REAL REVIEWS: Here are comments from verified purchasers of the Plano Tactical case:
This gun case is everything I expected. Latches very securely and is durable enough to handle laying in the bed of my truck bouncing down a dirt road. The foam is nice because it allows for almost exact shaping to your rifle and accessories. I plan on ordering three more. You can’t beat this price. — Coach
The absolute best without busting my wallet. NOTHING wrong with this case … nothing. Clamps are solid and do not slip open when bumped. You will not go wrong with owning this model/price gun case. Satisfied! — SF67n2
This Plano All-Weather Case offers great value for the money. A similar, 44″-long Pelican model 1720 case retails for about $240.00. The Plano offers most of the same capabilities of the Pelican, for about one-third the price. Both cases are watertight (with O-Ring seal), both cases have pressure release valves, and both cases have strong “gorilla-proof” outer shells. If you need more capacity, Plano also makes a large Double Scoped Rifle Case with wheels for $114.99 (51.5″ x 12.63″ x 5.25″ interior). All gun case prices are subject to change.
Plano All-Weather Tactical Rifle Case Features
Key-Locks on Latches
Pressure Relief Valve
“Pluckable” Foam Allows Easy Customizing
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You are looking at the Texan, the world’s most powerful airgun. Able to launch a .45-caliber projectile at 1000 fps, this pre-charged pneumatic air rifle rivals the energy of a centerfire pistol. The $1000-dollar Texan is a game changer. The Texan’s manufacturer, AirForce Airguns, has created the “world’s most powerful” production air rifle. With projectile energy levels topping 500 foot-pounds (see below), the Texan possesses capabilities never before seen in an airgun.
Watch Video of Texan Air Rifle:
Shooting a 405gr hollow-base lead projectile the Texan registered energy (at muzzle) of 505.98 foot-pounds for the first shot. Velocities at or near 1000 fps were recorded with smaller projectiles in the 120-140gr range. At right is a chart with results from Texan airgun testing by Tom Gaylord of Pyramyd Air.
Recognizing the breakthrough engineering of the Texan, the NRA’s American Rifleman magazine recently named the Texan as its NRA Gun of the Week, a rare distinction for an air rifle. The NRA’s editors wrote: “They say everything is bigger in Texas, including the AirForce airgun that bears the state’s name. The powerful big-bore ‘Texan’ features a two-stage trigger that releases a sizable burst of air from its 490cc removable and refillable air tank, driving .457-cal projectiles in excess of 1000 fps. Purported to be the most powerful production air rifle, 500+ foot-pounds of energy is perfectly capable of hunting medium-sized game. As with any large-caliber PCP airgun, shots are limited due to the increased volume of air needed for operation. Accuracy is provided by a 34″ Lothar Walther barrel, a sizeable portion of the rifle’s overall 48-inch length.”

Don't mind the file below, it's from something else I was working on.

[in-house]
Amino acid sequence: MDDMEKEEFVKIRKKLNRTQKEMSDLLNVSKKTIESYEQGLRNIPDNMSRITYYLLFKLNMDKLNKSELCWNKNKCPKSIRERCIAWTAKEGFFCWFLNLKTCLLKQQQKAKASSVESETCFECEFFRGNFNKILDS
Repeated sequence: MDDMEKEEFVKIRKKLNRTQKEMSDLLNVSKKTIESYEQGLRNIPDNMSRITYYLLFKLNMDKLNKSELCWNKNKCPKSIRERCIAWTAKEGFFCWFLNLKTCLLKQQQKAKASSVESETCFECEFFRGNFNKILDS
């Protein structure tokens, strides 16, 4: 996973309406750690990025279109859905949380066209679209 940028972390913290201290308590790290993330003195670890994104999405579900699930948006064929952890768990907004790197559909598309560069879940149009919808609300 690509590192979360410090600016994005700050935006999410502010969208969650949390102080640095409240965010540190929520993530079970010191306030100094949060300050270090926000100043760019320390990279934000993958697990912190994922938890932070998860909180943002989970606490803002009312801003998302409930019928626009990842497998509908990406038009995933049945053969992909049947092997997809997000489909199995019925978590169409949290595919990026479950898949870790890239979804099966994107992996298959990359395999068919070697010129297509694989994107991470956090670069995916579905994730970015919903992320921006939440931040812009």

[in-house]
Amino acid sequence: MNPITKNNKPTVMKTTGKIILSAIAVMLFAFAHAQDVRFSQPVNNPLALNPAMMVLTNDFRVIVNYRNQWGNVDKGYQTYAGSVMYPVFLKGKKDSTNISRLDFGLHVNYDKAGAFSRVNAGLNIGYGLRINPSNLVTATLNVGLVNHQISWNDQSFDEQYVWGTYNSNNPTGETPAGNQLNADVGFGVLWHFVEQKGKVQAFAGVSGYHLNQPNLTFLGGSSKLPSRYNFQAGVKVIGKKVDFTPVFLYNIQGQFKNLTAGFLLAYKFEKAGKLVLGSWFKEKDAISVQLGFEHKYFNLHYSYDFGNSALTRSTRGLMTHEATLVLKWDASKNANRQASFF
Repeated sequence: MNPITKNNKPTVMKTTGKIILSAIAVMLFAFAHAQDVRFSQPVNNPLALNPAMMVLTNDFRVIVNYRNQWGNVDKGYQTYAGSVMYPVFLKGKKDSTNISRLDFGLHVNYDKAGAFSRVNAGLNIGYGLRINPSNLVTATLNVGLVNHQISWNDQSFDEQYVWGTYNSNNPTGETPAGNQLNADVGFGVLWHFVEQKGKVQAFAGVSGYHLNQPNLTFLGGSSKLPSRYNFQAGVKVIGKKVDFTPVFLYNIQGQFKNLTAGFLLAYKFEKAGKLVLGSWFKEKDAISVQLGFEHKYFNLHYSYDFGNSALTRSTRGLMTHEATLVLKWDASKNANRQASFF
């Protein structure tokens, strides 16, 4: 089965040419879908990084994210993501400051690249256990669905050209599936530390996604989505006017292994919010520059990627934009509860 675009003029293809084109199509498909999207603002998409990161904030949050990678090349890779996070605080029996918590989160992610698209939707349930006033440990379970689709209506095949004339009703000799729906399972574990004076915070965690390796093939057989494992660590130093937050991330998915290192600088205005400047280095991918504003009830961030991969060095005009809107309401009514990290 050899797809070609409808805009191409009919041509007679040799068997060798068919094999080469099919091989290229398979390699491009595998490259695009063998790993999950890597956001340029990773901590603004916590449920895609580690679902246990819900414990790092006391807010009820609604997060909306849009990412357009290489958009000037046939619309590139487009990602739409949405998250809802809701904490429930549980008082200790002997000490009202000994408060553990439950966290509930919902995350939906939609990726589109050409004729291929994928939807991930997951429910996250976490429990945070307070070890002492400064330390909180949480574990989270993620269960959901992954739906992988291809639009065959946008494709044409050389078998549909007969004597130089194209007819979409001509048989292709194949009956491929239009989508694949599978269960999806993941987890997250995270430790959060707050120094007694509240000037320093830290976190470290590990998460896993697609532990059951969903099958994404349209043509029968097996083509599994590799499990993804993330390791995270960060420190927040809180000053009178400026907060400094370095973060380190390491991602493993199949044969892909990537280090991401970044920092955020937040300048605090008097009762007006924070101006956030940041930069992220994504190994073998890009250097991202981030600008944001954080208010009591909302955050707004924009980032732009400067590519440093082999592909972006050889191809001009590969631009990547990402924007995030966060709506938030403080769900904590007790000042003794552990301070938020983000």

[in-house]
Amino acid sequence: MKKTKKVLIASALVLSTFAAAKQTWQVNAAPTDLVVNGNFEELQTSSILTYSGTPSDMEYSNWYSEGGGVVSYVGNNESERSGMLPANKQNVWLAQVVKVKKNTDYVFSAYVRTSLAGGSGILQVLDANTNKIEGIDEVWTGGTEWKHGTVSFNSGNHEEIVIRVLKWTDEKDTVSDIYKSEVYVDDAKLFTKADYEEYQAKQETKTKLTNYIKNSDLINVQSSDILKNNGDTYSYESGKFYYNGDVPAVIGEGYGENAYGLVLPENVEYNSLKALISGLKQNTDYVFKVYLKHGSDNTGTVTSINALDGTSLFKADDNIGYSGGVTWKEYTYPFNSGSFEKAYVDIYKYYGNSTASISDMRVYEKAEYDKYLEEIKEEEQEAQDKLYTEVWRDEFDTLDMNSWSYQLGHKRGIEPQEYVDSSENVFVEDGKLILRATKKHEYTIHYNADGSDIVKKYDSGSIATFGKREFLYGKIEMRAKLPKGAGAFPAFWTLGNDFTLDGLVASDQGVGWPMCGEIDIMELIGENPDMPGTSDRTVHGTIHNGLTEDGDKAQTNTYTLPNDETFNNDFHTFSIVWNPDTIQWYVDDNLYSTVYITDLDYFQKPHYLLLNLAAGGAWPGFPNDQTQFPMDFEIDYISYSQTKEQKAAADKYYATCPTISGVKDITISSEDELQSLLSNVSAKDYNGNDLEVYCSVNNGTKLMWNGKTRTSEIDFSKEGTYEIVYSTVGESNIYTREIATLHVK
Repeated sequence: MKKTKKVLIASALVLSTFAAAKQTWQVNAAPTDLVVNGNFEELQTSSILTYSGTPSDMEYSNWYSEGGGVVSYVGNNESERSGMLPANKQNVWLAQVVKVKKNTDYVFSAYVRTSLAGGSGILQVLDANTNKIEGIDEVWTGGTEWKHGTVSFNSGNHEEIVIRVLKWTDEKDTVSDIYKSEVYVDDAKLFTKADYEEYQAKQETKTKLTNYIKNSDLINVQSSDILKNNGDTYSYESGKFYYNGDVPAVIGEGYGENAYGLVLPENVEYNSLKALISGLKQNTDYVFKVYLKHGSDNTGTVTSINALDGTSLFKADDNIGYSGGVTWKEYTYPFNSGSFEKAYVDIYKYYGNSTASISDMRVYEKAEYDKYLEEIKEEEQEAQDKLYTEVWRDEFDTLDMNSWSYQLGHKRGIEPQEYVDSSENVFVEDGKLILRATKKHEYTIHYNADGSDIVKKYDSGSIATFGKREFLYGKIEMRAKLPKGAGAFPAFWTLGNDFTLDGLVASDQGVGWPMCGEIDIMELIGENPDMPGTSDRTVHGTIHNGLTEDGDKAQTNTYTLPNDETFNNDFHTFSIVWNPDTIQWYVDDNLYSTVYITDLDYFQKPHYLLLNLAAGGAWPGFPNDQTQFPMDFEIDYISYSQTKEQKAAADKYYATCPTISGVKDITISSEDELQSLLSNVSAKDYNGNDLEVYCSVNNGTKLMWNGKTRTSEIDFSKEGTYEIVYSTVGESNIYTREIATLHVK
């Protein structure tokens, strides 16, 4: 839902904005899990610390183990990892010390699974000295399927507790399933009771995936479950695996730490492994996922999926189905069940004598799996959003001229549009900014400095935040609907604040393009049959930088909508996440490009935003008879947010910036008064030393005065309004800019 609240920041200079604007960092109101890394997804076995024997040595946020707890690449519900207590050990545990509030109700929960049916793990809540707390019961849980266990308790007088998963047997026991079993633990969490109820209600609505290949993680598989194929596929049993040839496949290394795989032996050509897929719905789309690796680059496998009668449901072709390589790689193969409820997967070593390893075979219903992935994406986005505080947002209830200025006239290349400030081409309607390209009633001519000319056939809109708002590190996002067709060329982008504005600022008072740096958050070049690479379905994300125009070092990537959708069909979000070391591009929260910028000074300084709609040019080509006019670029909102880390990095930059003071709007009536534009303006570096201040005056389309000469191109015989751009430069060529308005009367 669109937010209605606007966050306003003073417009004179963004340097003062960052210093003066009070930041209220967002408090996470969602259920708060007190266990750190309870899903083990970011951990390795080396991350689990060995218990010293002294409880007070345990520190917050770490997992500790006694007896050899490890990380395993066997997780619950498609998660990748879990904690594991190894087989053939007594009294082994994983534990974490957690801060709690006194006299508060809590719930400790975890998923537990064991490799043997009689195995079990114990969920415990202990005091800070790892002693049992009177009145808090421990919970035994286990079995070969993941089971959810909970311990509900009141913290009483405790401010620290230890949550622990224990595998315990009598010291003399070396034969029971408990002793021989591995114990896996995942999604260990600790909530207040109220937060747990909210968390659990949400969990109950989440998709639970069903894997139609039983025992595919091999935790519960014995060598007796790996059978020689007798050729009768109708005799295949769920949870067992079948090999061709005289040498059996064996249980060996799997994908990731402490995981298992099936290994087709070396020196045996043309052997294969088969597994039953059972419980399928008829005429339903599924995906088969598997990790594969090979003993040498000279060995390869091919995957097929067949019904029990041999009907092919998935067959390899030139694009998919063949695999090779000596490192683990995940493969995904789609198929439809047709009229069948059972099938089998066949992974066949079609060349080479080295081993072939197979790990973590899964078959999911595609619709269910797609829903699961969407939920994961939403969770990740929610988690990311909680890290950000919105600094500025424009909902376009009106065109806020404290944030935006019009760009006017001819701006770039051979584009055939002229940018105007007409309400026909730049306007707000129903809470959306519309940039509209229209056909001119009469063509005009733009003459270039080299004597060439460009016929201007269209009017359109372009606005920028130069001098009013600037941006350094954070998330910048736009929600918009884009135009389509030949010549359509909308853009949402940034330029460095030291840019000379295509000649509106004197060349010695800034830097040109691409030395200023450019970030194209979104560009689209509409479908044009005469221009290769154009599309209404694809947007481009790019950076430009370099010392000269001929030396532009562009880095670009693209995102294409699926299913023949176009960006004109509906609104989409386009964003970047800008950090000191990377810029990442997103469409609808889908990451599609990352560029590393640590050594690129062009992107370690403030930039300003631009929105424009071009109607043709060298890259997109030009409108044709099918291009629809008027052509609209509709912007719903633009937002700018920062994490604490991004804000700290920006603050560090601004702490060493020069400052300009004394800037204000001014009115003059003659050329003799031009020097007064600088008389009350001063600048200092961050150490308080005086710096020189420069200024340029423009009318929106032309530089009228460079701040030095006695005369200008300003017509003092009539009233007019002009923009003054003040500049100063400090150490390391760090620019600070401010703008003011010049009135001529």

The Texan™ by AirForce Technical Specifications:
Max Fill Pressure: 3000 psi
Action: Single shot / Low Effort Side Lever Cocking
Weight: 8 pounds
Length: 48 inches
Barrel: 34 inches Lothar Walther .457 Barrel
Trigger: 2-stage, adjustable for position
Safety: Automatic on cocking
Air Tank Volume: 490cc
Max Velocity: 1000 feet per second (light projectile)
Max Energy: 500 foot pounds (heavy projectile)
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Ruger has been on a roll lately. The Ruger Precision Rifle has been a big hit, selling out at dealers across the country. Now Ruger has unveiled its new “tactical blacK” take-down version of the 10/22 with a suppressor-ready threaded bull barrel and modular stock. Ruger has offered 10/22 take-downs before but those previous models all had relatively skinny barrels. This version is more macho, and we expect it will be very popular. It’s just the thing for tactical rimfire games. The ability of the threaded barrel to take a suppressor will be attractive to potential buyers. A suppressed .22 LR is a very, very quiet tool.